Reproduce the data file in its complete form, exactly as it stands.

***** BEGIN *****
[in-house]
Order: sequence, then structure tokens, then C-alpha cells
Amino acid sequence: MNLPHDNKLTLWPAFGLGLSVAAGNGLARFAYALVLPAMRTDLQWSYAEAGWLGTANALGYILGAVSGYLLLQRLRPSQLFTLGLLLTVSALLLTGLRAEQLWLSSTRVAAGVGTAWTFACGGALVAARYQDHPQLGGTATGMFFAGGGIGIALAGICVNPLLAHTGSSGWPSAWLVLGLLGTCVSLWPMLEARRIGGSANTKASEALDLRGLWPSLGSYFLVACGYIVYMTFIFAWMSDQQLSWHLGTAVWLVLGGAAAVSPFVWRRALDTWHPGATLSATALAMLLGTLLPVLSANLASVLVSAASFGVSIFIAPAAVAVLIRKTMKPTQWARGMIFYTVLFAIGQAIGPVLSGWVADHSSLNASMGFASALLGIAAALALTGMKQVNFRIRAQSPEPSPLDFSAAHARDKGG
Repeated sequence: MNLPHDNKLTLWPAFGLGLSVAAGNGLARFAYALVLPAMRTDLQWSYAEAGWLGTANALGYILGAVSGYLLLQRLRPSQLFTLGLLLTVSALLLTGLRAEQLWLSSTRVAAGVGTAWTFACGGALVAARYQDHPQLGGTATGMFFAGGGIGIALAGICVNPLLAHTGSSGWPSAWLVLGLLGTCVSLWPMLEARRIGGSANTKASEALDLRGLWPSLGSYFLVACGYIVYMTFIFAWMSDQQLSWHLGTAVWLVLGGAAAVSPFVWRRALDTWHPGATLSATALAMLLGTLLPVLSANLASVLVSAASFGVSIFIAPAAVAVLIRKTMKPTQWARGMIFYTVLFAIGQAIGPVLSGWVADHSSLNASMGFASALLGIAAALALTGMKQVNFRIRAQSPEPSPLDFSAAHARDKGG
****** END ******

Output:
[in-house]
Order: sequence, then structure tokens, then C-alpha cells
Amino acid sequence: MNLPHDNKLTLWPAFGLGLSVAAGNGLARFAYALVLPAMRTDLQWSYAEAGWLGTANALGYILGAVSGYLLLQRLRPSQLFTLGLLLTVSALLLTGLRAEQLWLSSTRVAAGVGTAWTFACGGALVAARYQDHPQLGGTATGMFFAGGGIGIALAGICVNPLLAHTGSSGWPSAWLVLGLLGTCVSLWPMLEARRIGGSANTKASEALDLRGLWPSLGSYFLVACGYIVYMTFIFAWMSDQQLSWHLGTAVWLVLGGAAAVSPFVWRRALDTWHPGATLSATALAMLLGTLLPVLSANLASVLVSAASFGVSIFIAPAAVAVLIRKTMKPTQWARGMIFYTVLFAIGQAIGPVLSGWVADHSSLNASMGFASALLGIAAALALTGMKQVNFRIRAQSPEPSPLDFSAAHARDKGG
Repeated sequence: MNLPHDNKLTLWPAFGLGLSVAAGNGLARFAYALVLPAMRTDLQWSYAEAGWLGTANALGYILGAVSGYLLLQRLRPSQLFTLGLLLTVSALLLTGLRAEQLWLSSTRVAAGVGTAWTFACGGALVAARYQDHPQLGGTATGMFFAGGGIGIALAGICVNPLLAHTGSSGWPSAWLVLGLLGTCVSLWPMLEARRIGGSANTKASEALDLRGLWPSLGSYFLVACGYIVYMTFIFAWMSDQQLSWHLGTAVWLVLGGAAAVSPFVWRRALDTWHPGATLSATALAMLLGTLLPVLSANLASVLVSAASFGVSIFIAPAAVAVLIRKTMKPTQWARGMIFYTVLFAIGQAIGPVLSGWVADHSSLNASMGFASALLGIAAALALTGMKQVNFRIRAQSPEPSPLDFSAAHARDKGG